History and Highlights of Pasco
Quick Pasco History
Like today, a mild climate and an abundant fish supply ensured that inhabitants thrived along the banks of the Columbia, Yakima, and Snake rivers. Evidence of the earliest known inhabitants in the Western Hemisphere was found in northern Franklin County at the Marmes Rockshelter, near Lyons Ferry and Palouse Falls.
In 1805, the Lewis and Clark Expedition camped at the confluence of the Columbia and Snake rivers in an area that 200 years later is called Sacagawea State Park in honor of their Native American guide. Little did they know the surrounding area would be called Pasco, today a bustling, thriving community of 78,700 people.
The Northern Pacific Railroad brought a rush of settlers to the Washington Territory, leading to statehood in 1889. The railroad town of Ainsworth was moved to Pasco in 1886 and brought with it the Franklin County seat. Pasco was incorporated on September 3, 1891, and was named by Virgil Bogue, an engineer for the railroad, after Cerro de Pasco in Peru.
Pasco grew to be a vital railroad town in the years before World War II, including what is considered the first scheduled flight of United Airlines in 1926. The war brought the Manhattan Project, the United States’ development of the atomic bomb, to the nearby Hanford Site. Pasco, along with the rest of the area, played a vital support role in that effort. Pasco was also home to Naval Air Station Pasco (the current Tri-Cities Airport) and the Pasco Engineer Depot (still called "Big Pasco" today). These wartime activities more than doubled the population in just months.
Post-war, Hanford played an important role in the area's economy, and it continues through today in the cleanup effort. Additionally, the build-out of irrigation, such as the Columbia Basin Project, made agriculture an even more critical part of the economy of Pasco and Franklin County.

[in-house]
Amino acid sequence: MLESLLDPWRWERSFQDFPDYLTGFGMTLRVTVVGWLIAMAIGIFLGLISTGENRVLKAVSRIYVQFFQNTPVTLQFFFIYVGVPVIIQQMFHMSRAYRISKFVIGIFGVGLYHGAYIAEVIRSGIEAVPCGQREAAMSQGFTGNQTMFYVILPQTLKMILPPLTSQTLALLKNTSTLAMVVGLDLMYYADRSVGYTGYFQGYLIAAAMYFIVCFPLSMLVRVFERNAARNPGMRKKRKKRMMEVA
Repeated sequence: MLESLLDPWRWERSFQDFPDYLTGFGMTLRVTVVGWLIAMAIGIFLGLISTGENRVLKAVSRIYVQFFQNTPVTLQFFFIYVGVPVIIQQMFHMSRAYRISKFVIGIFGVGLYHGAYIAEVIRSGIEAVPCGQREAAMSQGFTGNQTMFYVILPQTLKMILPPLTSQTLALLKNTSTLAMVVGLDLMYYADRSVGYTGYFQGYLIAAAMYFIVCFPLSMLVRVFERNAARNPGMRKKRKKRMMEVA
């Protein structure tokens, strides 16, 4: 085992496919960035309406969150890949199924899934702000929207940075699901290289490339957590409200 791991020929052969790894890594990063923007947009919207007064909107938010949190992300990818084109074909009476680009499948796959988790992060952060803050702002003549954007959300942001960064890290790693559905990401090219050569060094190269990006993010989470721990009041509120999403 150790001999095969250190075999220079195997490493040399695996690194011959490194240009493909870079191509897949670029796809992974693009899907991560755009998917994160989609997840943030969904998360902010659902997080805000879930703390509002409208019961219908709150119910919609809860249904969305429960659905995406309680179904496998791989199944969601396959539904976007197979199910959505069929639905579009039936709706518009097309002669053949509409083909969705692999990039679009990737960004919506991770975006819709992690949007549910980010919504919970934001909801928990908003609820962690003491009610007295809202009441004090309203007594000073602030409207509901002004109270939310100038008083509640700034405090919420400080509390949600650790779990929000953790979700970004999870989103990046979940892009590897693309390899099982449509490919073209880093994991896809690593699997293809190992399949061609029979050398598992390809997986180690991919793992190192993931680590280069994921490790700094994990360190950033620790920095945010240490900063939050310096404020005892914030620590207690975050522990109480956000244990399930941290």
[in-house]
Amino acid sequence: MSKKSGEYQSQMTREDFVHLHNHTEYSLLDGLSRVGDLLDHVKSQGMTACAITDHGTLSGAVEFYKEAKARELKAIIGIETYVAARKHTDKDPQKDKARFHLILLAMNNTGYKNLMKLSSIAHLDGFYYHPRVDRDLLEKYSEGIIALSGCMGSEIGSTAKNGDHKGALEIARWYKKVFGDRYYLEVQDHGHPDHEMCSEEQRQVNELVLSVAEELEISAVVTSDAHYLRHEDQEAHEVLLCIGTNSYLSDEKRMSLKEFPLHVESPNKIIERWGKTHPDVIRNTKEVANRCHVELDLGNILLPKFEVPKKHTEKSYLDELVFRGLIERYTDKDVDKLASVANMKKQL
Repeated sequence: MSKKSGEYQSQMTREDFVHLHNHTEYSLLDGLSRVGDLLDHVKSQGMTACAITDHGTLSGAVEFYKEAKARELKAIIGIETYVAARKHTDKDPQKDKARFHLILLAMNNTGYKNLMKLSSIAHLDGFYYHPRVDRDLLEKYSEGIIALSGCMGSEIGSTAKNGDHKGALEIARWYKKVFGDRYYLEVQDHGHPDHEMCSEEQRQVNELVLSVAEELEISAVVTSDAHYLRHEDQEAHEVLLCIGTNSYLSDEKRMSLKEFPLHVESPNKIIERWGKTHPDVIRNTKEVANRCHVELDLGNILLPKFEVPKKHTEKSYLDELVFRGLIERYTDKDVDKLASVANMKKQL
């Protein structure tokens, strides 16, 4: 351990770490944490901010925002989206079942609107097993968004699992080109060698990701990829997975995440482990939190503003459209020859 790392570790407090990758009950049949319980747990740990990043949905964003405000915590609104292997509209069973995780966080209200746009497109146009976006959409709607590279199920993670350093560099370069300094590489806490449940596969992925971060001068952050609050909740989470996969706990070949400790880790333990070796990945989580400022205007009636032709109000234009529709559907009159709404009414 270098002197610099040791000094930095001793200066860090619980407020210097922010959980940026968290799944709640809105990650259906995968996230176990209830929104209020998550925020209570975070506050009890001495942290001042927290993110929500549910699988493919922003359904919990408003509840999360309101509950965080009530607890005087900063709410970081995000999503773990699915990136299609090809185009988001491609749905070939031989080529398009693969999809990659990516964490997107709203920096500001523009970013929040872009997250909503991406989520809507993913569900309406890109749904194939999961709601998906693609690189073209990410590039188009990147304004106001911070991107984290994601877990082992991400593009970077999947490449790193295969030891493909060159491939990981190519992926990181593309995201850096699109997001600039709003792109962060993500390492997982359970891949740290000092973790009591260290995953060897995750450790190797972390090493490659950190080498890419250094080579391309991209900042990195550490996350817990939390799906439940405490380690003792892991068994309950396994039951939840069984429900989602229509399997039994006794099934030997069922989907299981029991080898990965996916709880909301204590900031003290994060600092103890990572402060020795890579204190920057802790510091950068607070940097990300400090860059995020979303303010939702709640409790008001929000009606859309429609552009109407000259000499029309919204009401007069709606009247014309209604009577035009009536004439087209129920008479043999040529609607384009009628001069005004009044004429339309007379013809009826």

Pasco’s growth is also energized by its location as a transportation hub. In the beginning, the city relied entirely on the river and rail for transportation, but has since matured into a genuine hub including surface, air, water, and rail; all modes moving agricultural goods, dry goods, technology, and other products to near and distant corners of the globe.
Population and Community Recognition
Pasco has experienced rapid residential growth in the 21st century, growing from a 2000 population of 32,066 to a 2021 population estimate of 78,700. This growth has occurred hand-in-hand with increasing quality of life, recognized by several independent groups and surveys:
- The City of Pasco was a 2019 and 2018 finalist for "All-America City" from the National Civic League
- The community won a 2020 and a 2019 Municipal Excellence Award from the Association of Washington Cities
- Pasco’s crime rate has dropped more than 80% since 1990 and is cited as one of the safest cities in the state in several recent surveys.
- Pasco has been rated #2 in Washington State for "Most Budget-Friendly Cities for Homeowners With a Mortgage"
- Pasco was rated in the top ten for "Most Affordable Places To Live In Washington"
- #1 in the country for its "Rising Housing Market"
- One of the "50 Most Popular Mid-Size Cities To Relocate"
- "10 Washington State Cities On The Rise"
- "12 of the Best Places to Live in Washington"
- "Best Places for Home Ownership"
- "Best Cities for Millennial Job Seekers in Washington"
For more detailed demographic information, visit Benton-Franklin Trends.
Boasting good schools, health care facilities, faith communities, numerous retail/professional opportunities, recreational areas, and predominantly good weather, Pasco is a place where people put down roots and raise families in a safe, forward-thinking, active environment.
Pasco’s Recreation Features
Pasco is a recreation-minded community! Some of the amenities offered include:
- 15 miles of pathway overlooking the majestic Columbia River for bikers and hikers
- 20 soccer fields
- 24 public tennis courts
- A 3.1-mile cross-country course dedicated to walkers, joggers, and runners
- A 50-meter pool
- Edgar Brown Stadium, a multipurpose outdoor stadium with a state-of-the-art turf field and a 10-lane, all-weather running track capable of hosting state-level football and track events
- A professional golf course to enjoy nearly year-round play
- The HAPO Center, with 84,000 square feet of exhibit space
- GESA Stadium, home of the Tri-City Dust Devils, a Minor League Baseball team affiliated with the Los Angeles Angels
- 8 softball fields
- 7 baseball parks
Pasco is nestled among the Columbia, Yakima, and Snake rivers in southeastern Washington State. Average climate data:
- Average high temperature: 66 Degrees
- Average low temperature: 44 Degrees
- Average rainfall: 6.5 inches per year
- Average snowfall: 2.75 inches per year
- Elevation: 407 feet above sea level
- Growing season: 185 days per year
- Latitude: 46°16’N
- Longitude: 119°07’W
- Sunshine: 300 days per year
For more information on the many opportunities in Pasco to live, work and play, visit: